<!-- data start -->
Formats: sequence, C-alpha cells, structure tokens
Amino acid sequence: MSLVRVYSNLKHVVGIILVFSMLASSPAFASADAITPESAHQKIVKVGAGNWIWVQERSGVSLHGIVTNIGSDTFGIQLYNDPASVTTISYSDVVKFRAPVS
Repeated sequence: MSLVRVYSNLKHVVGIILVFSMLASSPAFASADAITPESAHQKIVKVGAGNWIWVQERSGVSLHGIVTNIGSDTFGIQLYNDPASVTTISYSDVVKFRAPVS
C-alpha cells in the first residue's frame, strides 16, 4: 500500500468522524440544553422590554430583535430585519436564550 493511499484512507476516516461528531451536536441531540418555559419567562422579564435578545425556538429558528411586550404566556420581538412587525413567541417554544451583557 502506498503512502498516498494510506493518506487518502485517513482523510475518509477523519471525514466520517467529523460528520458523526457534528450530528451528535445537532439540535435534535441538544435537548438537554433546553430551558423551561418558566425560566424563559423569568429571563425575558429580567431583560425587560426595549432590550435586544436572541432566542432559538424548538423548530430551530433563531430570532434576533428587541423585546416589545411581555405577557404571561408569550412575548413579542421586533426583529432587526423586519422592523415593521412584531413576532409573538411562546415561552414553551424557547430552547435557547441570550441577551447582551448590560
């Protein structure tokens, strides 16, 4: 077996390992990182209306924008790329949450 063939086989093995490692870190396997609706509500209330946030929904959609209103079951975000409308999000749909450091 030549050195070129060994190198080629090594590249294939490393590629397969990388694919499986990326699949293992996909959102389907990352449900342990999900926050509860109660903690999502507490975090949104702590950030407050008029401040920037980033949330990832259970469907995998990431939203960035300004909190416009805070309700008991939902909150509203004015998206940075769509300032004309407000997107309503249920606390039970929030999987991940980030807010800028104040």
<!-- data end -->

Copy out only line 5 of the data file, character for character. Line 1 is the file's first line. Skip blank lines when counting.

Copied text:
């Protein structure tokens, strides 16, 4: 077996390992990182209306924008790329949450 063939086989093995490692870190396997609706509500209330946030929904959609209103079951975000409308999000749909450091 030549050195070129060994190198080629090594590249294939490393590629397969990388694919499986990326699949293992996909959102389907990352449900342990999900926050509860109660903690999502507490975090949104702590950030407050008029401040920037980033949330990832259970469907995998990431939203960035300004909190416009805070309700008991939902909150509203004015998206940075769509300032004309407000997107309503249920606390039970929030999987991940980030807010800028104040």